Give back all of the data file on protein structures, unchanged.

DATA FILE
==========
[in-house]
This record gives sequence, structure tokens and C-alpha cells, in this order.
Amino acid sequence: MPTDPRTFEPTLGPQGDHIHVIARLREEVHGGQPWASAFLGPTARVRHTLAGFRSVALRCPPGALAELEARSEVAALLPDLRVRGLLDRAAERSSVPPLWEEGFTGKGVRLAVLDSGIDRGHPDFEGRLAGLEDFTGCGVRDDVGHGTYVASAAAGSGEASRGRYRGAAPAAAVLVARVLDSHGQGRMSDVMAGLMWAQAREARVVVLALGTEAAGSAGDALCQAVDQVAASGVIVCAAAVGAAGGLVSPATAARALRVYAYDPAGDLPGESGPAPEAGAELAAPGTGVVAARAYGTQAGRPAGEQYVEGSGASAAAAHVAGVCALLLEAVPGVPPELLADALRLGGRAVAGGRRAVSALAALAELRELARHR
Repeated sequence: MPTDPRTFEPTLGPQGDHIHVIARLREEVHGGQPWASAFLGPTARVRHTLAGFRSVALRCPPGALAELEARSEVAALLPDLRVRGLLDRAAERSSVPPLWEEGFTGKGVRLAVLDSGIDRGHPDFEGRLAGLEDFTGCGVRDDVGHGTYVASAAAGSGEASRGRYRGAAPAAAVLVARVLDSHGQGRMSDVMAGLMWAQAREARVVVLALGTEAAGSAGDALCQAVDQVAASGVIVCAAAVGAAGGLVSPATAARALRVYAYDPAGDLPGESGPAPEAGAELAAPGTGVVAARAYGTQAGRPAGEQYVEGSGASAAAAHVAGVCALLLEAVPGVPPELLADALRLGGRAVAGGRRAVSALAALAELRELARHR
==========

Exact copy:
[in-house]
This record gives sequence, structure tokens and C-alpha cells, in this order.
Amino acid sequence: MPTDPRTFEPTLGPQGDHIHVIARLREEVHGGQPWASAFLGPTARVRHTLAGFRSVALRCPPGALAELEARSEVAALLPDLRVRGLLDRAAERSSVPPLWEEGFTGKGVRLAVLDSGIDRGHPDFEGRLAGLEDFTGCGVRDDVGHGTYVASAAAGSGEASRGRYRGAAPAAAVLVARVLDSHGQGRMSDVMAGLMWAQAREARVVVLALGTEAAGSAGDALCQAVDQVAASGVIVCAAAVGAAGGLVSPATAARALRVYAYDPAGDLPGESGPAPEAGAELAAPGTGVVAARAYGTQAGRPAGEQYVEGSGASAAAAHVAGVCALLLEAVPGVPPELLADALRLGGRAVAGGRRAVSALAALAELRELARHR
Repeated sequence: MPTDPRTFEPTLGPQGDHIHVIARLREEVHGGQPWASAFLGPTARVRHTLAGFRSVALRCPPGALAELEARSEVAALLPDLRVRGLLDRAAERSSVPPLWEEGFTGKGVRLAVLDSGIDRGHPDFEGRLAGLEDFTGCGVRDDVGHGTYVASAAAGSGEASRGRYRGAAPAAAVLVARVLDSHGQGRMSDVMAGLMWAQAREARVVVLALGTEAAGSAGDALCQAVDQVAASGVIVCAAAVGAAGGLVSPATAARALRVYAYDPAGDLPGESGPAPEAGAELAAPGTGVVAARAYGTQAGRPAGEQYVEGSGASAAAAHVAGVCALLLEAVPGVPPELLADALRLGGRAVAGGRRAVSALAALAELRELARHR